New movie mirrors real-life Skidmore missing person's case

"Below the Fold" is a fictional story about two journalists following up on new evidence in a 10-year-old cold case of a missing Skidmore, Missouri girl.

Posted: Sep 9, 2019 9:48 AM
Updated: Sep 10, 2019 10:06 AM

(ST. JOSEPH, Mo.) --  A new fictional movie titled "Below the Fold" could be a story ripped right from the headlines.

It's backdrop is the mystery surrounding a young girl from Skidmore, Missouri, who has been missing for years. In the movie, two journalists follow up on new information on the case 10 years after a 12-year-old girl first turned up missing.

Writer, director and producer Clayton Scott said he drew on his experience of growing up in northwest Missouri for creating the movie.


"Branson Perry was a big influence," Scott said, referring to the disappearance of Branson Perry, the 20-year-old who disappeared without a trace in 2001. I remember growing up seeing billboards of his and over time seeing it fading. It was such a haunting, striking image that was hard to forget."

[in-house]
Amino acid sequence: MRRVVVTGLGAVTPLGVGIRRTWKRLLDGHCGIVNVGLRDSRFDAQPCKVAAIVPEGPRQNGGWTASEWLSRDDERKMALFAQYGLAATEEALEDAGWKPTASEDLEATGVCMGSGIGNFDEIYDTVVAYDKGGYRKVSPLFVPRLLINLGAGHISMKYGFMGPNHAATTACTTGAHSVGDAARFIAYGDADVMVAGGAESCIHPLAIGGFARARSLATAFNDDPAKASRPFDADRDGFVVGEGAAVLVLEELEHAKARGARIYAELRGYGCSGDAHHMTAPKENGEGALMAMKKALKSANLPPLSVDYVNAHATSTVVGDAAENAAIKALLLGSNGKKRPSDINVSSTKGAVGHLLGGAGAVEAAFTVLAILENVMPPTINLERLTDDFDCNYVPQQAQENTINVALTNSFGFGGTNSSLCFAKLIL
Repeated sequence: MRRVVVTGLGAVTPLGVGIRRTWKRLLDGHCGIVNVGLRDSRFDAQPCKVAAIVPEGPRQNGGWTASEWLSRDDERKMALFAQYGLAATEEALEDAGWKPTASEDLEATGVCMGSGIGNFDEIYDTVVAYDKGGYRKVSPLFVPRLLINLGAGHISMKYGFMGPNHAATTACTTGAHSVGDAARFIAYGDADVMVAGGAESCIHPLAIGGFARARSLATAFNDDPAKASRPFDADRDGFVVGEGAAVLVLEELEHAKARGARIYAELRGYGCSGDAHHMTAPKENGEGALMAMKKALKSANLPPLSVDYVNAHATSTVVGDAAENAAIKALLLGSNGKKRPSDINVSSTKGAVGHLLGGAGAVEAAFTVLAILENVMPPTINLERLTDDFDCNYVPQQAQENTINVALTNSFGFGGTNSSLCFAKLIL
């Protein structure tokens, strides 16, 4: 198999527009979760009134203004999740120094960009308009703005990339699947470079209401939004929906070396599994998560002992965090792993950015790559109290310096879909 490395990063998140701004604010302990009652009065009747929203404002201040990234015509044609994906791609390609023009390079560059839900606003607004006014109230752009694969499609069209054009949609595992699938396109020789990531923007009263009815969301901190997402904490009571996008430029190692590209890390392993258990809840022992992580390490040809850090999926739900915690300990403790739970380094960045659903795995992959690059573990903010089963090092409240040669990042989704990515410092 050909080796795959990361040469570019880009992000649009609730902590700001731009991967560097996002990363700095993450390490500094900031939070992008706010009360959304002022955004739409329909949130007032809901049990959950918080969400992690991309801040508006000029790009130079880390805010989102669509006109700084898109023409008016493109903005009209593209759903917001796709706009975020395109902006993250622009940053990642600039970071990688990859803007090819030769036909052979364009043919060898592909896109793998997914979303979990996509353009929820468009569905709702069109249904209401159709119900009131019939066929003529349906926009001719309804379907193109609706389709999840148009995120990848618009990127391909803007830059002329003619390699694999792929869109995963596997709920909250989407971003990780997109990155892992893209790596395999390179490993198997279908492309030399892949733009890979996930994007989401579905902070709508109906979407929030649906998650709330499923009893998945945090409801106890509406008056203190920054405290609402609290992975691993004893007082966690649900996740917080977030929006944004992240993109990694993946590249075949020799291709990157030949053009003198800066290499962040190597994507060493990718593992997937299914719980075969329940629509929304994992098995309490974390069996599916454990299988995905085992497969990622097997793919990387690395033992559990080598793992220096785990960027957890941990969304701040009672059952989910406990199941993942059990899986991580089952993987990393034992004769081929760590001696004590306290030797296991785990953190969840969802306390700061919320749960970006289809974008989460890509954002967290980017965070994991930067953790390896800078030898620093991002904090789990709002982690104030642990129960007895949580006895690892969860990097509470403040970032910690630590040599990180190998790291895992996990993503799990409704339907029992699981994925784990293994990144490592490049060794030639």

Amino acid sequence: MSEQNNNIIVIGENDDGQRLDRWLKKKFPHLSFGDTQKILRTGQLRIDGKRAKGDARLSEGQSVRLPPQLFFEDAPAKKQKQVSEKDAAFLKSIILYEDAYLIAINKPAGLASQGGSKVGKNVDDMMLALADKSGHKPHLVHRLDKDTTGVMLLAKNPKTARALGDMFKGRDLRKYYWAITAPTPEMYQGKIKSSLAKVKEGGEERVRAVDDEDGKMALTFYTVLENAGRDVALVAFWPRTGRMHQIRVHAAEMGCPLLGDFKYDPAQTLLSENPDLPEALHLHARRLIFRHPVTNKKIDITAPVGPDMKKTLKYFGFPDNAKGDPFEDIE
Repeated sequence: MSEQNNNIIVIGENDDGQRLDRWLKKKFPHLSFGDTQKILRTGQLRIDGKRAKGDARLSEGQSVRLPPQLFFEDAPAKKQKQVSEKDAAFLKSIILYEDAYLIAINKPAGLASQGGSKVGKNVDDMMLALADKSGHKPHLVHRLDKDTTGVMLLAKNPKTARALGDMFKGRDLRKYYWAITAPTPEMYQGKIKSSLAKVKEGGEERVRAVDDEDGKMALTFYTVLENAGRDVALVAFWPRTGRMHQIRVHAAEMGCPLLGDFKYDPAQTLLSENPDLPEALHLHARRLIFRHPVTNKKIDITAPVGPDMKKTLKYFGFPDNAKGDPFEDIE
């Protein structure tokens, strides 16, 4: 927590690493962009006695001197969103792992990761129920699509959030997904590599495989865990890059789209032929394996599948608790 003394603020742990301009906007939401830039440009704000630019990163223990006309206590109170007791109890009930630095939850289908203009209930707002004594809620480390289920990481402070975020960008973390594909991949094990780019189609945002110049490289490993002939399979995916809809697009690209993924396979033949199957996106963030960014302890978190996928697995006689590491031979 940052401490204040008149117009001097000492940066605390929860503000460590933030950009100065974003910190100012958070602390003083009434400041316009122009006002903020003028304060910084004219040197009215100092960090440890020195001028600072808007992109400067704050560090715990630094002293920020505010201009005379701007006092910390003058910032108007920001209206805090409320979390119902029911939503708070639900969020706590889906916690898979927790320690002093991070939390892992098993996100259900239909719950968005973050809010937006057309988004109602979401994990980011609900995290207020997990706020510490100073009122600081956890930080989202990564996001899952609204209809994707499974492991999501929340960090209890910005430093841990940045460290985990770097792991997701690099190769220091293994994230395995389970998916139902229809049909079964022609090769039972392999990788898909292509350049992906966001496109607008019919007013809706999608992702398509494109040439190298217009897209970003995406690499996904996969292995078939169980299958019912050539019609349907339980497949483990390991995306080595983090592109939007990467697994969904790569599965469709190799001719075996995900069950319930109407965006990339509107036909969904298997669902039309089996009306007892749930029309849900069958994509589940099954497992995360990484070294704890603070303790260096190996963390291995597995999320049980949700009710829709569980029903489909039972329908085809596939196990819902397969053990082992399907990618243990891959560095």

Over the years, the dark lore of Skidmore has grown. Perry's disappearance is only one of several notorious crimes that has occurred in the small northwest Missouri community of less than 300 people.

In 2004,, the then-pregnant Bobbie Jo Stinnett was murdered by Lisa Montgomery. Montgomery cut out Stinnett's unborn baby from her stomach and left her for dead. There was also the case of Ken McElroy, the town bully who was murdered in the streets of Skidmore in front of dozens of witnesses. Nobody has ever been charged with his murder because none of the witnesses would come forward.

Scott said it was important to shoot at least part of the movie in Skidmore to reflect its darkness.

"The aura of that town is almost a character upon itself. "It seeps into the performances. It seeps into the cinematography, the sound design," Scott said. "It affected every aspect of the film. It has a sense of foreboding and dread within it."

"Below the Fold" is Scott's first feature length film. He recruited actors from across the region.

"I'm very happy with the actors we got. They were all true professionals," he said.

Among them was former KQ2 sports director Matt Tritten, who played the role of a news anchor in the movie. The scenes from the set of a television news studio were shot at KQTV.

With the movie now complete and ready for release, Scott says he is now looking for viewers. He says he plans on taking his film to several different movie festivals including the Sundance Music Festival and festivals in Omaha and Kansas City.

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